In June’s primary elections, Foster City citizens voted about 80 per cent in favour of tax increases to fund buoy the levee that protects the city. (Kim Brunhuber/CBC)

“If sea level rise occurs sooner than year 2050, then quondam to that we would have to evaluate and come up with a solution,” Moneda replies. 

Larger-scale infrastructure improvements that could be needed — like encouraging bridges and moving freeways, not just locally, but across all coastal communities — whim cost billions.

Dahl says it would be much cheaper in the extended run for the federal government to spend on disaster prevention instead of disaster projection — “so that we’re not just rebuilding in the wake of disasters, but we’re thinking in the lead. The longer we wait, the harder this problem will be to deal with.”

'Nobody has that much money': One sinking city's fight against rising sea levels

Hit the levee, foreground, will be relatively inexpensive at around $90 million. Reshaping critical infrastructure like the San Mateo–Hayward Bridge, background, wishes cost billions. (Kim Brunhuber/CBC)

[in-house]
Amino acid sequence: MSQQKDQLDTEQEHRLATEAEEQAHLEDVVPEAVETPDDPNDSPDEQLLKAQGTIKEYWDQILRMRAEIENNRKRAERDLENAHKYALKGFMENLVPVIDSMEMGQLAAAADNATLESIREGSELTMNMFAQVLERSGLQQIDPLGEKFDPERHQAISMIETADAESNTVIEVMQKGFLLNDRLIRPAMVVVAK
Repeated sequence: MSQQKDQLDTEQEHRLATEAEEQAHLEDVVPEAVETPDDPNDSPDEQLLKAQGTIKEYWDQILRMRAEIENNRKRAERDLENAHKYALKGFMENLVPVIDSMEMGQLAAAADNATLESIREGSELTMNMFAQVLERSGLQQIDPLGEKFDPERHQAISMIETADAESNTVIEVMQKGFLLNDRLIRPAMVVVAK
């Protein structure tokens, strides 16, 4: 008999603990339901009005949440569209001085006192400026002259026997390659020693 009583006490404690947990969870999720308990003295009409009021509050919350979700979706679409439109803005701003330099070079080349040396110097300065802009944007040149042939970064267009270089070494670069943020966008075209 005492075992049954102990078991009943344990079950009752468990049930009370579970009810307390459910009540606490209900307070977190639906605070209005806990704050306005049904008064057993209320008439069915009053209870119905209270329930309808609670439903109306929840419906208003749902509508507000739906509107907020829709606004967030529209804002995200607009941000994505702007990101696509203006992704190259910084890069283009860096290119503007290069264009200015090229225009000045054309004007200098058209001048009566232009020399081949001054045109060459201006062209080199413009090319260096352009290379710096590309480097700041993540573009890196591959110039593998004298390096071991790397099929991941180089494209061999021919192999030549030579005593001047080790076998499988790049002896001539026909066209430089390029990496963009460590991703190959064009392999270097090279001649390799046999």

There are two clear options, Dahl says. Hostilities the sea by building up, as they’re doing in Foster City, or retreat.

“Sea level upland is a slow moving disaster, and we need to prepare for it ahead of time,” Dahl conveys.

'Nobody has that much money': One sinking city's fight against rising sea levels

Foster City resident Howard Hertz believes the Trump authority is too focused on ‘today’ and not the future threat of rising sea levels. (Kim Brunhuber/CBC)

Being who live in Foster City like Howard Hertz are asking themselves: if you shape up, how high? And if you retreat, how far?

“I think they’re real concerns that on have to be addressed in the next hundred years, or we will be standing in hose past my neck,” Hertz says. “The risk cannot be ameliorated ascetically by wishful thinking.” 

Hertz says he has little faith that the Trump dispensation, which he feels puts little stock in climate science.

'Nobody has that much money': One sinking city's fight against rising sea levels

Diverse in Foster City wonder if they have to build up, how high? And if they oblige to retreat, how far? (Kim Brunhuber/CBC)

“I don’t feel that our president and much of the Republican curbed Congress is concerned about much more than today,” Hertz verbalizes.

“I can’t see any organization or even government being able to pay for remediation if it’s allowed to hit on. Nobody has that much money.”